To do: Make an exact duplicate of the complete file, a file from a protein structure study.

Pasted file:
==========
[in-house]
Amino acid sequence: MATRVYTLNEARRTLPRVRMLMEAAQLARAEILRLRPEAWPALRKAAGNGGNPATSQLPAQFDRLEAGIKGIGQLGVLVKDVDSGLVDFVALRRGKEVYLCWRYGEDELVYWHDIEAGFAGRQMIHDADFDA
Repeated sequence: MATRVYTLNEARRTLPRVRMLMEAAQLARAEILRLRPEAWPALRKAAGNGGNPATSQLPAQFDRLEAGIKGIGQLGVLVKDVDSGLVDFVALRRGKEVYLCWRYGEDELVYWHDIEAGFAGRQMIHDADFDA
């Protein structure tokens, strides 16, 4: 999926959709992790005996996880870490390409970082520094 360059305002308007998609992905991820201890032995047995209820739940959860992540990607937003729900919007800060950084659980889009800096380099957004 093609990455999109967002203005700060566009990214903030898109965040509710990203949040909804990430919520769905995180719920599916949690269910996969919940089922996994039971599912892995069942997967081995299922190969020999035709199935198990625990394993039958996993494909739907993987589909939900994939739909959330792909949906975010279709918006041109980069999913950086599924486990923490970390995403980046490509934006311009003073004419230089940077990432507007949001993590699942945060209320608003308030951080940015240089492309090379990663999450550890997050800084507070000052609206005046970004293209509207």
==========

[in-house]
Amino acid sequence: MATRVYTLNEARRTLPRVRMLMEAAQLARAEILRLRPEAWPALRKAAGNGGNPATSQLPAQFDRLEAGIKGIGQLGVLVKDVDSGLVDFVALRRGKEVYLCWRYGEDELVYWHDIEAGFAGRQMIHDADFDA
Repeated sequence: MATRVYTLNEARRTLPRVRMLMEAAQLARAEILRLRPEAWPALRKAAGNGGNPATSQLPAQFDRLEAGIKGIGQLGVLVKDVDSGLVDFVALRRGKEVYLCWRYGEDELVYWHDIEAGFAGRQMIHDADFDA
């Protein structure tokens, strides 16, 4: 999926959709992790005996996880870490390409970082520094 360059305002308007998609992905991820201890032995047995209820739940959860992540990607937003729900919007800060950084659980889009800096380099957004 093609990455999109967002203005700060566009990214903030898109965040509710990203949040909804990430919520769905995180719920599916949690269910996969919940089922996994039971599912892995069942997967081995299922190969020999035709199935198990625990394993039958996993494909739907993987589909939900994939739909959330792909949906975010279709918006041109980069999913950086599924486990923490970390995403980046490509934006311009003073004419230089940077990432507007949001993590699942945060209320608003308030951080940015240089492309090379990663999450550890997050800084507070000052609206005046970004293209509207």